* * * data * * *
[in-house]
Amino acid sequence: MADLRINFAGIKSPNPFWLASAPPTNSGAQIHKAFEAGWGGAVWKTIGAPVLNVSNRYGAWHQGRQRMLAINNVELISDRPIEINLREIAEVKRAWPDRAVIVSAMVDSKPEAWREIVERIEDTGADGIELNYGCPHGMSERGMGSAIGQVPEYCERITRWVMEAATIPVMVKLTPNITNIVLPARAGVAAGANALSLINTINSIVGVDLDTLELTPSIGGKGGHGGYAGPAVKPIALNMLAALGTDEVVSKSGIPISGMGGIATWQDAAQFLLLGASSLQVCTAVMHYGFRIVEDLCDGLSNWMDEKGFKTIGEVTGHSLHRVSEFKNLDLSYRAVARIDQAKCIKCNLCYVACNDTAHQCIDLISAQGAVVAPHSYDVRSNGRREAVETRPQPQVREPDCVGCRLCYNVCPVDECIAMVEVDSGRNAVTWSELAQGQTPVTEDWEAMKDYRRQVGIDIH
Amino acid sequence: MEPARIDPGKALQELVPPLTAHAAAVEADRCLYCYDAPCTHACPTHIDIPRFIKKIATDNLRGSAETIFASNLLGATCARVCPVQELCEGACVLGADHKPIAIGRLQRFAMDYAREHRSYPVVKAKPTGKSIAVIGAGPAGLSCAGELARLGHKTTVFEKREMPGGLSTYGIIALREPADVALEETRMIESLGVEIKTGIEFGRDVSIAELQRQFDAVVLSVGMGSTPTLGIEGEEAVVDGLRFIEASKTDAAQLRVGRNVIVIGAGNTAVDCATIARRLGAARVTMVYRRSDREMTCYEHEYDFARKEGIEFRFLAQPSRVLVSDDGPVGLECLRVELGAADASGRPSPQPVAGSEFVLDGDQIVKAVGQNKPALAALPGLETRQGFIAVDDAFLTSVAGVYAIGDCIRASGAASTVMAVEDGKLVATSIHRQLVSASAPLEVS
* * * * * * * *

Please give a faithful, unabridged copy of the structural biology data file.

[in-house]
Amino acid sequence: MADLRINFAGIKSPNPFWLASAPPTNSGAQIHKAFEAGWGGAVWKTIGAPVLNVSNRYGAWHQGRQRMLAINNVELISDRPIEINLREIAEVKRAWPDRAVIVSAMVDSKPEAWREIVERIEDTGADGIELNYGCPHGMSERGMGSAIGQVPEYCERITRWVMEAATIPVMVKLTPNITNIVLPARAGVAAGANALSLINTINSIVGVDLDTLELTPSIGGKGGHGGYAGPAVKPIALNMLAALGTDEVVSKSGIPISGMGGIATWQDAAQFLLLGASSLQVCTAVMHYGFRIVEDLCDGLSNWMDEKGFKTIGEVTGHSLHRVSEFKNLDLSYRAVARIDQAKCIKCNLCYVACNDTAHQCIDLISAQGAVVAPHSYDVRSNGRREAVETRPQPQVREPDCVGCRLCYNVCPVDECIAMVEVDSGRNAVTWSELAQGQTPVTEDWEAMKDYRRQVGIDIH
Amino acid sequence: MEPARIDPGKALQELVPPLTAHAAAVEADRCLYCYDAPCTHACPTHIDIPRFIKKIATDNLRGSAETIFASNLLGATCARVCPVQELCEGACVLGADHKPIAIGRLQRFAMDYAREHRSYPVVKAKPTGKSIAVIGAGPAGLSCAGELARLGHKTTVFEKREMPGGLSTYGIIALREPADVALEETRMIESLGVEIKTGIEFGRDVSIAELQRQFDAVVLSVGMGSTPTLGIEGEEAVVDGLRFIEASKTDAAQLRVGRNVIVIGAGNTAVDCATIARRLGAARVTMVYRRSDREMTCYEHEYDFARKEGIEFRFLAQPSRVLVSDDGPVGLECLRVELGAADASGRPSPQPVAGSEFVLDGDQIVKAVGQNKPALAALPGLETRQGFIAVDDAFLTSVAGVYAIGDCIRASGAASTVMAVEDGKLVATSIHRQLVSASAPLEVS